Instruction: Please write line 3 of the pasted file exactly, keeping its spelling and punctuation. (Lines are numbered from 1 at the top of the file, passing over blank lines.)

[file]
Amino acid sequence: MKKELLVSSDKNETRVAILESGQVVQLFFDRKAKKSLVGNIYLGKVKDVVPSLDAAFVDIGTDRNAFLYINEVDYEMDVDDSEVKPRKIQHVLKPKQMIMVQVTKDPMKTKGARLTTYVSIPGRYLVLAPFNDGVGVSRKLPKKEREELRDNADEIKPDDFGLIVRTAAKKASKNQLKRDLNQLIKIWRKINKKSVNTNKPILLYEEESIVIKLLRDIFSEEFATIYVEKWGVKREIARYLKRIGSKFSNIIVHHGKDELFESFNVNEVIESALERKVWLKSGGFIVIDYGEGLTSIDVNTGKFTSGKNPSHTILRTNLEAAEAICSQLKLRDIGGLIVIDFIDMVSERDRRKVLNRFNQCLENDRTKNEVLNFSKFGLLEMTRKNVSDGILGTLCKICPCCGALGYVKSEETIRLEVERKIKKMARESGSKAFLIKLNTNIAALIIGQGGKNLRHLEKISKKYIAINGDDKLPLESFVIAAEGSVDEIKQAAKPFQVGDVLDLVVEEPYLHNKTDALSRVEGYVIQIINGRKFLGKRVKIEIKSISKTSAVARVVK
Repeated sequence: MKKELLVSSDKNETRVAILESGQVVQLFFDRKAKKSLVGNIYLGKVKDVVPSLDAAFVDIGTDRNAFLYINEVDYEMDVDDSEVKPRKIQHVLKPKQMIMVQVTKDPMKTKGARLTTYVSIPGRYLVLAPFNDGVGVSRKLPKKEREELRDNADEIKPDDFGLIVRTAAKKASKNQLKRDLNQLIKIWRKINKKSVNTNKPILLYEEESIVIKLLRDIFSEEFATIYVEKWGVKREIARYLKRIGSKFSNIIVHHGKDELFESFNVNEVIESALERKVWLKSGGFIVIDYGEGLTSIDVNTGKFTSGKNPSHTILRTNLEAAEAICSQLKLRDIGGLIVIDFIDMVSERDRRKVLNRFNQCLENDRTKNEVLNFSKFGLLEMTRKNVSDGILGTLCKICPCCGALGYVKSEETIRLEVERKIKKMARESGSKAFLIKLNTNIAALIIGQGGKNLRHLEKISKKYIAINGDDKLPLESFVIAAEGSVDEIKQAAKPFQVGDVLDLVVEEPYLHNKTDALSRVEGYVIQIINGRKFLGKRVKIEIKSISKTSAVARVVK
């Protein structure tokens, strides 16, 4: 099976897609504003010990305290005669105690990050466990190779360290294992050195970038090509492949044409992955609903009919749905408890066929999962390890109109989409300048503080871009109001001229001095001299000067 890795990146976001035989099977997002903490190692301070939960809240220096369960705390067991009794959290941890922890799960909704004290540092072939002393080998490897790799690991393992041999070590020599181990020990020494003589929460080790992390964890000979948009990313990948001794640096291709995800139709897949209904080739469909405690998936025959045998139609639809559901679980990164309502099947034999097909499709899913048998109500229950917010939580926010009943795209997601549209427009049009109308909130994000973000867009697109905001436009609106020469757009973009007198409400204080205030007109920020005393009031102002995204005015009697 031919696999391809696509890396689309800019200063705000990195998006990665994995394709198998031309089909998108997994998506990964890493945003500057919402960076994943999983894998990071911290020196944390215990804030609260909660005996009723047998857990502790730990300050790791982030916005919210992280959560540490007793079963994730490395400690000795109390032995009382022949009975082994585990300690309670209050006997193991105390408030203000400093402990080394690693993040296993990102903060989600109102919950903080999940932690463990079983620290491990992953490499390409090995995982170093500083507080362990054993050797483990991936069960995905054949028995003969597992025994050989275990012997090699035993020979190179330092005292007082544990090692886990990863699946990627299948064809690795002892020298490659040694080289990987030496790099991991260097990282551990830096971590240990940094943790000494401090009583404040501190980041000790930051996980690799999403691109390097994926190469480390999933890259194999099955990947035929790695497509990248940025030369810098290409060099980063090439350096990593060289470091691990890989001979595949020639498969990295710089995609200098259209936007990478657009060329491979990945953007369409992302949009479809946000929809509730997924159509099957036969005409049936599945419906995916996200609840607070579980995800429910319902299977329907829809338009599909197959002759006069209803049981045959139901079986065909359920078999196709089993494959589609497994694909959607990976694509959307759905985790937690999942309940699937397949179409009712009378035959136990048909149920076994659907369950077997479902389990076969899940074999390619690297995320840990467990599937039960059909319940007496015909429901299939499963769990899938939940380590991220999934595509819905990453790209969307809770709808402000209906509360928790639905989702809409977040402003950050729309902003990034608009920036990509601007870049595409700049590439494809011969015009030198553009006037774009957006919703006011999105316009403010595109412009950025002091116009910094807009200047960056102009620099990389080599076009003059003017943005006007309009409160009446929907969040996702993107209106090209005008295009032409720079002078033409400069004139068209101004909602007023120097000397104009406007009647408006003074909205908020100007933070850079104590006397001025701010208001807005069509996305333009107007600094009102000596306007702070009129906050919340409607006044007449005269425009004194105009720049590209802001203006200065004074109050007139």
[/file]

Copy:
């Protein structure tokens, strides 16, 4: 099976897609504003010990305290005669105690990050466990190779360290294992050195970038090509492949044409992955609903009919749905408890066929999962390890109109989409300048503080871009109001001229001095001299000067 890795990146976001035989099977997002903490190692301070939960809240220096369960705390067991009794959290941890922890799960909704004290540092072939002393080998490897790799690991393992041999070590020599181990020990020494003589929460080790992390964890000979948009990313990948001794640096291709995800139709897949209904080739469909405690998936025959045998139609639809559901679980990164309502099947034999097909499709899913048998109500229950917010939580926010009943795209997601549209427009049009109308909130994000973000867009697109905001436009609106020469757009973009007198409400204080205030007109920020005393009031102002995204005015009697 031919696999391809696509890396689309800019200063705000990195998006990665994995394709198998031309089909998108997994998506990964890493945003500057919402960076994943999983894998990071911290020196944390215990804030609260909660005996009723047998857990502790730990300050790791982030916005919210992280959560540490007793079963994730490395400690000795109390032995009382022949009975082994585990300690309670209050006997193991105390408030203000400093402990080394690693993040296993990102903060989600109102919950903080999940932690463990079983620290491990992953490499390409090995995982170093500083507080362990054993050797483990991936069960995905054949028995003969597992025994050989275990012997090699035993020979190179330092005292007082544990090692886990990863699946990627299948064809690795002892020298490659040694080289990987030496790099991991260097990282551990830096971590240990940094943790000494401090009583404040501190980041000790930051996980690799999403691109390097994926190469480390999933890259194999099955990947035929790695497509990248940025030369810098290409060099980063090439350096990593060289470091691990890989001979595949020639498969990295710089995609200098259209936007990478657009060329491979990945953007369409992302949009479809946000929809509730997924159509099957036969005409049936599945419906995916996200609840607070579980995800429910319902299977329907829809338009599909197959002759006069209803049981045959139901079986065909359920078999196709089993494959589609497994694909959607990976694509959307759905985790937690999942309940699937397949179409009712009378035959136990048909149920076994659907369950077997479902389990076969899940074999390619690297995320840990467990599937039960059909319940007496015909429901299939499963769990899938939940380590991220999934595509819905990453790209969307809770709808402000209906509360928790639905989702809409977040402003950050729309902003990034608009920036990509601007870049595409700049590439494809011969015009030198553009006037774009957006919703006011999105316009403010595109412009950025002091116009910094807009200047960056102009620099990389080599076009003059003017943005006007309009409160009446929907969040996702993107209106090209005008295009032409720079002078033409400069004139068209101004909602007023120097000397104009406007009647408006003074909205908020100007933070850079104590006397001025701010208001807005069509996305333009107007600094009102000596306007702070009129906050919340409607006044007449005269425009004194105009720049590209802001203006200065004074109050007139």